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Designation: G 35 98 (Reapproved 2004)

Standard Practice for

Determining the Susceptibility of Stainless Steels and
Related Nickel-Chromium-Iron Alloys to Stress-Corrosion
Cracking in Polythionic Acids1
This standard is issued under the fixed designation G 35; the number immediately following the designation indicates the year of original
adoption or, in the case of revision, the year of last revision. A number in parentheses indicates the year of last reapproval. A superscript
epsilon (e) indicates an editorial change since the last revision or reapproval.

1. Scope G 30 Practice for Making and Using U-Bend Stress-

1.1 This practice describes procedures for preparing and Corrosion Test Specimens
conducting the polythionic acid test at room temperature, 22 to 3. Summary of Practice
25C (72 to 77F), to determine the relative susceptibility of
stainless steels or other related materials (nickel-chromiumiron 3.1 The stressed specimens are placed in the container along
alloys) to intergranular stress corrosion cracking. with a sensitized and stressed AISI Type 302 (UNS S30200) or
1.2 This practice can be used to evaluate stainless steels or Type 304 (UNS S30400) stainless steel control specimen. A
other materials in the as received condition or after being sufficient amount of the previously prepared polythionic acid
subjected to high-temperature service, 482 to 815C (900 to solution is added to the container to immerse the test speci-
1500F), for prolonged periods of time. mens. A cover is placed on the container and the test is carried
1.3 This practice can be applied to wrought products, out at room temperature.
castings, and weld metal of stainless steels or other related 4. Significance and Use
materials to be used in environments containing sulfur or
sulfides. Other materials capable of being sensitized can also 4.1 This environment provides a way of evaluating the
be tested in accordance with this test. resistance of stainless steels and related alloys to intergranular
1.4 This practice may be used with a variety of stress stress corrosion cracking. Failure is accelerated by the presence
corrosion test specimens, surface finishes, and methods of of increasing amounts of intergranular precipitate. Results for
applying stress. the polythionic acid test have not been correlated exactly with
1.5 This standard does not purport to address all of the those of intergranular corrosion tests. Also, this test may not be
safety concerns, if any, associated with its use. It is the relevant to stress corrosion cracking in chlorides or caustic
responsibility of the user of this standard to establish appro- environments.
priate safety and health practices and determine the applica- 4.2 The polythionic acid environment may produce areas of
bility of regulatory limitations prior to use. For more specific shallow intergranular attack in addition to the more localized
precautionary statements, see Section 7. and deeper cracking mode of attack. Examination of failed
specimens is necessary to confirm that failure occurred by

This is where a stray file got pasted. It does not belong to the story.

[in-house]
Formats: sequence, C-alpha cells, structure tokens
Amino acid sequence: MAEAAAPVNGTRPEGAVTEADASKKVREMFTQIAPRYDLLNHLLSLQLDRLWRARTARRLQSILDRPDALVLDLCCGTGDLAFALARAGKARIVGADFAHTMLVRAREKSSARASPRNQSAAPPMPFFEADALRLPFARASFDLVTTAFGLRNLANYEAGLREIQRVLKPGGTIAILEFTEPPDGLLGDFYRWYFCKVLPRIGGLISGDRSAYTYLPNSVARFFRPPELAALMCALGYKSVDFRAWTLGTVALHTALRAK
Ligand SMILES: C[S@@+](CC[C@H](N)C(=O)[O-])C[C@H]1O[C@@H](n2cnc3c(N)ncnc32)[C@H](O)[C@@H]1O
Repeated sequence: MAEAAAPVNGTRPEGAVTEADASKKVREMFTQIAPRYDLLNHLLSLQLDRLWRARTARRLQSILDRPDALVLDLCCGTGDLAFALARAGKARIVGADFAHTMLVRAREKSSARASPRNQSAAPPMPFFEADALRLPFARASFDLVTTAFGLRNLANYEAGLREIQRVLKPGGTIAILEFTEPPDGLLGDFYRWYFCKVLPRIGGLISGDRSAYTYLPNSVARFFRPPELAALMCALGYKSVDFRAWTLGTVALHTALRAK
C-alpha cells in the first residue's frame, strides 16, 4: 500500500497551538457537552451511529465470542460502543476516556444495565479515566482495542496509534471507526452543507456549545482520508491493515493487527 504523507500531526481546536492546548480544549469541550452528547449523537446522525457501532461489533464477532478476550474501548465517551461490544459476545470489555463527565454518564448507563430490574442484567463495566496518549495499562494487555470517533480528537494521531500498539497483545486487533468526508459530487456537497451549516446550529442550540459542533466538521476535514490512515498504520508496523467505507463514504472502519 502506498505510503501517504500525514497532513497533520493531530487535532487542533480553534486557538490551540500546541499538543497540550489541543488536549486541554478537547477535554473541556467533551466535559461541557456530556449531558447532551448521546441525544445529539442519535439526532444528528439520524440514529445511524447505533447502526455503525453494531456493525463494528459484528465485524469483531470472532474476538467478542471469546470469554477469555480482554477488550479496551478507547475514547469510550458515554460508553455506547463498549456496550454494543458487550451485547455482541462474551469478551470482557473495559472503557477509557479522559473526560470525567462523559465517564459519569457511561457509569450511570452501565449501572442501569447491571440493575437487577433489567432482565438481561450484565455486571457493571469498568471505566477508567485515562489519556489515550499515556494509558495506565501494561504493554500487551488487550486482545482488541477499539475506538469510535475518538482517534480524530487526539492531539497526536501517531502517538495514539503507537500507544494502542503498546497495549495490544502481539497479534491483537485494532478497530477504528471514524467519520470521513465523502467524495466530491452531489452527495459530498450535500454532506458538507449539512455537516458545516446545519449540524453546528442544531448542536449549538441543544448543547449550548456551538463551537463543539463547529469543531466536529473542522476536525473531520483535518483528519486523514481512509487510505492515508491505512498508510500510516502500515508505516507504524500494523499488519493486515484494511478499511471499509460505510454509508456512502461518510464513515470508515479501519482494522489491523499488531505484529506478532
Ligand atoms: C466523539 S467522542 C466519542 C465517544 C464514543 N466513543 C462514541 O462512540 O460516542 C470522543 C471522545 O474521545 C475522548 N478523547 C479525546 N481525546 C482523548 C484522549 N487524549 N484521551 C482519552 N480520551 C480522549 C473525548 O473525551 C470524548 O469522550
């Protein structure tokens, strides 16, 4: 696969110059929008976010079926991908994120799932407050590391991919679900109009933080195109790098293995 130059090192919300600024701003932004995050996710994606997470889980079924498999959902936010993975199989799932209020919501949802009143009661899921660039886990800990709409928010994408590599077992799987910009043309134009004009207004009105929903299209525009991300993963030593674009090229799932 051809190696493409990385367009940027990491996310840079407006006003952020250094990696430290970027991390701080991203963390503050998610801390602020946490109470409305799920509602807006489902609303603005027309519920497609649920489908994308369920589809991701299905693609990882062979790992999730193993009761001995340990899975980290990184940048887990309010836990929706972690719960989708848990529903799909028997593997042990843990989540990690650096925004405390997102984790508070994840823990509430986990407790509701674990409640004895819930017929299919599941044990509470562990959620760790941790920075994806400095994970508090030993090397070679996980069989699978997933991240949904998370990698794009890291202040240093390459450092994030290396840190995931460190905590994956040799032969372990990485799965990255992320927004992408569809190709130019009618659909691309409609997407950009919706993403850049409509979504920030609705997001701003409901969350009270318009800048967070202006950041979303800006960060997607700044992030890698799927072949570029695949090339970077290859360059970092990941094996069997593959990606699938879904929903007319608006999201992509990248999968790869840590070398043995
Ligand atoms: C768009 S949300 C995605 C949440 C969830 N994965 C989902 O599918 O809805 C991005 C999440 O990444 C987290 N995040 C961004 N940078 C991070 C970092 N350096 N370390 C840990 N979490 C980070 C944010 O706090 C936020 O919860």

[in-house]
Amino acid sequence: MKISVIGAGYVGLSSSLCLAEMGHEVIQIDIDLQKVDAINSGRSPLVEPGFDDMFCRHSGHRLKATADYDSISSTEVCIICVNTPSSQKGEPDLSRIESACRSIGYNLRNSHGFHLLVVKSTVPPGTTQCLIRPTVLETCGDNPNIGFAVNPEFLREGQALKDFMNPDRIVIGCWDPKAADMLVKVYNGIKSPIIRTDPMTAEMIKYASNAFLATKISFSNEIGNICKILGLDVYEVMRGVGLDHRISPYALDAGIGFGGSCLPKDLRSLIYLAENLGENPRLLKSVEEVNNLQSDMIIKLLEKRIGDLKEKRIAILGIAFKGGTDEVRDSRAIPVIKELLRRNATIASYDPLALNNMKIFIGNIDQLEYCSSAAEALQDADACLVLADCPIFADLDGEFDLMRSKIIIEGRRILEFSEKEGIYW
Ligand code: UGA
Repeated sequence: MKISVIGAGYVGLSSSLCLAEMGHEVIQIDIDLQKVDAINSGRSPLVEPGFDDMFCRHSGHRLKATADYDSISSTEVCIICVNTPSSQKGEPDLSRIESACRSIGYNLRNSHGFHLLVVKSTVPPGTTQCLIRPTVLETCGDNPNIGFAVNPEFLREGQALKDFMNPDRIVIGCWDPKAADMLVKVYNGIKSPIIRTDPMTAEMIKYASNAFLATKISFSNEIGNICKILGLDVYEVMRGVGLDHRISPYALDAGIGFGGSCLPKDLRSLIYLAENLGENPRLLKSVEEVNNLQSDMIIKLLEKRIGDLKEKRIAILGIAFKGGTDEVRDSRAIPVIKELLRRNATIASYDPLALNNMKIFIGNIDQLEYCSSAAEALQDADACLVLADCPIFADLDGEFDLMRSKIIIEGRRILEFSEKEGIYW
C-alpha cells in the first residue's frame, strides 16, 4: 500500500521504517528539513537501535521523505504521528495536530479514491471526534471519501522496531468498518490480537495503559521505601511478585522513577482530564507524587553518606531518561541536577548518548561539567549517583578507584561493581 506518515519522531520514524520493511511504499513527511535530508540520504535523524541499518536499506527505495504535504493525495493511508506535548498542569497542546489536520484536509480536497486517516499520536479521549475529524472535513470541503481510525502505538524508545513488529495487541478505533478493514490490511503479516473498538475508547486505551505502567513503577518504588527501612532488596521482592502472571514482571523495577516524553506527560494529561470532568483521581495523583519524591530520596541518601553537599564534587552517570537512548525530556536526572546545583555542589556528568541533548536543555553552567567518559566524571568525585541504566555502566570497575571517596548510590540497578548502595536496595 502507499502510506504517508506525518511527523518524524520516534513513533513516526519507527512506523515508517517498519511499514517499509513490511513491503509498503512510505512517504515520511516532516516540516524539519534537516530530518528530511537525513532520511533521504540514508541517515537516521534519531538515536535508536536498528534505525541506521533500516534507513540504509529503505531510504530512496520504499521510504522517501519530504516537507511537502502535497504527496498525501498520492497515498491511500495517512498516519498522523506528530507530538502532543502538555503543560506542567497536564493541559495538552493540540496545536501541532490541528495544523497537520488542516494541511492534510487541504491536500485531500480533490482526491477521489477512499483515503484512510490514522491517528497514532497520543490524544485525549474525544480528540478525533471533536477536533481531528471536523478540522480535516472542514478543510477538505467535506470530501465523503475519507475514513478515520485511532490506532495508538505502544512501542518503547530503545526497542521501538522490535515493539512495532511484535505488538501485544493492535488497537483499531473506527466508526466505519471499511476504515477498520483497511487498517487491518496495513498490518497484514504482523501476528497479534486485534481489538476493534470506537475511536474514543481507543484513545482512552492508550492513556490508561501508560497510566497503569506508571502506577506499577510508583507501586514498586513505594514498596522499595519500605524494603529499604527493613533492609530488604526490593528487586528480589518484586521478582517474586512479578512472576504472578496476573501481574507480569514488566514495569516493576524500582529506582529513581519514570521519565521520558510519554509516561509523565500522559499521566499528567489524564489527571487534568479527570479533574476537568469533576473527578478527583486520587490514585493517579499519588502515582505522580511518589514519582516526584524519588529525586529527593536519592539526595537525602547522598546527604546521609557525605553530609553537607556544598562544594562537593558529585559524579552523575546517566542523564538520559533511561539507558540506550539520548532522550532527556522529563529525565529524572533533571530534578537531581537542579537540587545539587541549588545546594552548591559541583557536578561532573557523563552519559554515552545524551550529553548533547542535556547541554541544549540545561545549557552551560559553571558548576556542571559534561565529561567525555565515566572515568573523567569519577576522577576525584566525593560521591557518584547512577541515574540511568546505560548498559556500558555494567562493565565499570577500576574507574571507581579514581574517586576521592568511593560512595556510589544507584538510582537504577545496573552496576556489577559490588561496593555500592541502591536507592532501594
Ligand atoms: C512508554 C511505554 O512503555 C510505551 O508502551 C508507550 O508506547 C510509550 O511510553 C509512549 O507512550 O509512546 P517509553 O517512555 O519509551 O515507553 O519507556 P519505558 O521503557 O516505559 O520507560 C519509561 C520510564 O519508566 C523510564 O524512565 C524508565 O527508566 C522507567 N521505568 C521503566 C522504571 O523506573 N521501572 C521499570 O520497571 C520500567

2. Referenced Documents cracking rather than mechanical failure of reduced sections.
2.1 ASTM Standards: 2 5. Apparatus
D 1193 Specification for Reagent Water
G 1 Practice for Preparing, Cleaning, and Evaluating Cor- 5.1 Any suitable glass or other transparent, inert container
rosion Test Specimens can be used to contain the acid solution and stressed specimens
G 15 Terminology Relating to Corrosion and Corrosion during the period of test at room temperature, 22 to 25C (72
Testing to 77F). The container should be fitted with a removable top
to reduce evaporation and to allow access to the stressed
specimen (or specimens) for the periodic inspection.
This practice is under the jurisdiction of ASTM Committee G01 on Corrosion
of Metals, and is the direct responsibility of Subcommittee G01.06 on Environmen- 6. Reagents
tally Assisted Cracking.
Current edition approved May 1, 2004. Published May 2004. Originally
6.1 Purity of ReagentsThe polythionic acid solution shall
approved in 1988. Last previous edition approved in 1998 as G 35 98. be prepared using reagent grade sulfurous acid and technical
For referenced ASTM standards, visit the ASTM website,, or grade hydrogen sulfide; or, distilled water, commercial grade
contact ASTM Customer Service at For Annual Book of ASTM sulfur dioxide, and technical grade hydrogen sulfide.
Standards volume information, refer to the standards Document Summary page on
the ASTM website.

Copyright ASTM International, 100 Barr Harbor Drive, PO Box C700, West Conshohocken, PA 19428-2959, United States.

G 35 98 (2004)
6.2 Purity of WaterReagent water Type IV (Specification various types of test specimens available, see Ref (7), as well
D 1193) shall be used to prepare the test solutions. as Practices G 1 and G 30, and Terminology G 15.
6.3 Wackenroders or Polythionic Acid Solution (1)3A 8.2 The AISI Type 302 control specimens should be sensi-
slow current of hydrogen sulfide is passed for an hour through tized by heating in a furnace for 4 h at 650C (1200F) and
a fritted glass tube into a flask containing chilled (0C, 32F) then allowing to air cool. The AISI Type 304 control specimens
6 % sulfurous acid, after which the liquid is kept in the should be sensitized by heating in a furnace for 2 h at 677C
stoppered flask for 48 h at room temperature. This operation is (1250F) and then allowing to air cool.
repeated until the liquid no longer gives off the odor of sulfur